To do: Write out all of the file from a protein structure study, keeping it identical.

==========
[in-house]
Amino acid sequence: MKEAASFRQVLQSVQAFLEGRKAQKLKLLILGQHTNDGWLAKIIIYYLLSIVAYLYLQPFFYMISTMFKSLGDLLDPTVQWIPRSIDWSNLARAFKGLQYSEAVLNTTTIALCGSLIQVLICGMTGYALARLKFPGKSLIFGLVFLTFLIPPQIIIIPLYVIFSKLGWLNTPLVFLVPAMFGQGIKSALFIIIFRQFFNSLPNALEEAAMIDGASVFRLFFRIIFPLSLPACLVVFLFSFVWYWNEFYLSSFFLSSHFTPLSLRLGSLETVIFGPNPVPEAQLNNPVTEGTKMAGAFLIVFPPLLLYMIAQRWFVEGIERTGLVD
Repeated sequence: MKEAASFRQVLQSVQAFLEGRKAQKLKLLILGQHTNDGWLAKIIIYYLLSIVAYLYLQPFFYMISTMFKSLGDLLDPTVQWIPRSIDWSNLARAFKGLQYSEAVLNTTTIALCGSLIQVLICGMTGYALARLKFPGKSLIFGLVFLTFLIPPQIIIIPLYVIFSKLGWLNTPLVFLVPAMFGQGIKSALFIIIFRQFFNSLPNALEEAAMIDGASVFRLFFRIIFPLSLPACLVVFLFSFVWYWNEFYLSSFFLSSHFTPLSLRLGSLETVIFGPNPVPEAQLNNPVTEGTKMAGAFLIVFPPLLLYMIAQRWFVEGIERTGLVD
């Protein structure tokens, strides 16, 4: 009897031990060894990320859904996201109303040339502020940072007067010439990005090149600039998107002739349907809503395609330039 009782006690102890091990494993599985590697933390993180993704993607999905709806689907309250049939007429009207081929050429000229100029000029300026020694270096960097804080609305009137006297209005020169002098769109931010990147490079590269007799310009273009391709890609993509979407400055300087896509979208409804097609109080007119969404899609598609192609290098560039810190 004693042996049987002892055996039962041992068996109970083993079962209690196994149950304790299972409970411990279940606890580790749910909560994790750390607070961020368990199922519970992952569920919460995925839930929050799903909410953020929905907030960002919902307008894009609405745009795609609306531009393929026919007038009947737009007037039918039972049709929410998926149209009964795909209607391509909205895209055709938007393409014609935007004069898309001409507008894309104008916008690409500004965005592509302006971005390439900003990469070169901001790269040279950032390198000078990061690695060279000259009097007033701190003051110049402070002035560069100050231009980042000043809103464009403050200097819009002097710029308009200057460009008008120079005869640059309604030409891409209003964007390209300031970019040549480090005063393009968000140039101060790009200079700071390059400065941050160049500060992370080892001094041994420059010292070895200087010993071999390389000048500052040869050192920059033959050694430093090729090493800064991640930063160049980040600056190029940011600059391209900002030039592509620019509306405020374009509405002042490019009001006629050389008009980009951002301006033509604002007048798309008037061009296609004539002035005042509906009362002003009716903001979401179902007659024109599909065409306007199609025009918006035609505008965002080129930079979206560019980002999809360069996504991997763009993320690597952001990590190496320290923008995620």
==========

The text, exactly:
[in-house]
Amino acid sequence: MKEAASFRQVLQSVQAFLEGRKAQKLKLLILGQHTNDGWLAKIIIYYLLSIVAYLYLQPFFYMISTMFKSLGDLLDPTVQWIPRSIDWSNLARAFKGLQYSEAVLNTTTIALCGSLIQVLICGMTGYALARLKFPGKSLIFGLVFLTFLIPPQIIIIPLYVIFSKLGWLNTPLVFLVPAMFGQGIKSALFIIIFRQFFNSLPNALEEAAMIDGASVFRLFFRIIFPLSLPACLVVFLFSFVWYWNEFYLSSFFLSSHFTPLSLRLGSLETVIFGPNPVPEAQLNNPVTEGTKMAGAFLIVFPPLLLYMIAQRWFVEGIERTGLVD
Repeated sequence: MKEAASFRQVLQSVQAFLEGRKAQKLKLLILGQHTNDGWLAKIIIYYLLSIVAYLYLQPFFYMISTMFKSLGDLLDPTVQWIPRSIDWSNLARAFKGLQYSEAVLNTTTIALCGSLIQVLICGMTGYALARLKFPGKSLIFGLVFLTFLIPPQIIIIPLYVIFSKLGWLNTPLVFLVPAMFGQGIKSALFIIIFRQFFNSLPNALEEAAMIDGASVFRLFFRIIFPLSLPACLVVFLFSFVWYWNEFYLSSFFLSSHFTPLSLRLGSLETVIFGPNPVPEAQLNNPVTEGTKMAGAFLIVFPPLLLYMIAQRWFVEGIERTGLVD
């Protein structure tokens, strides 16, 4: 009897031990060894990320859904996201109303040339502020940072007067010439990005090149600039998107002739349907809503395609330039 009782006690102890091990494993599985590697933390993180993704993607999905709806689907309250049939007429009207081929050429000229100029000029300026020694270096960097804080609305009137006297209005020169002098769109931010990147490079590269007799310009273009391709890609993509979407400055300087896509979208409804097609109080007119969404899609598609192609290098560039810190 004693042996049987002892055996039962041992068996109970083993079962209690196994149950304790299972409970411990279940606890580790749910909560994790750390607070961020368990199922519970992952569920919460995925839930929050799903909410953020929905907030960002919902307008894009609405745009795609609306531009393929026919007038009947737009007037039918039972049709929410998926149209009964795909209607391509909205895209055709938007393409014609935007004069898309001409507008894309104008916008690409500004965005592509302006971005390439900003990469070169901001790269040279950032390198000078990061690695060279000259009097007033701190003051110049402070002035560069100050231009980042000043809103464009403050200097819009002097710029308009200057460009008008120079005869640059309604030409891409209003964007390209300031970019040549480090005063393009968000140039101060790009200079700071390059400065941050160049500060992370080892001094041994420059010292070895200087010993071999390389000048500052040869050192920059033959050694430093090729090493800064991640930063160049980040600056190029940011600059391209900002030039592509620019509306405020374009509405002042490019009001006629050389008009980009951002301006033509604002007048798309008037061009296609004539002035005042509906009362002003009716903001979401179902007659024109599909065409306007199609025009918006035609505008965002080129930079979206560019980002999809360069996504991997763009993320690597952001990590190496320290923008995620």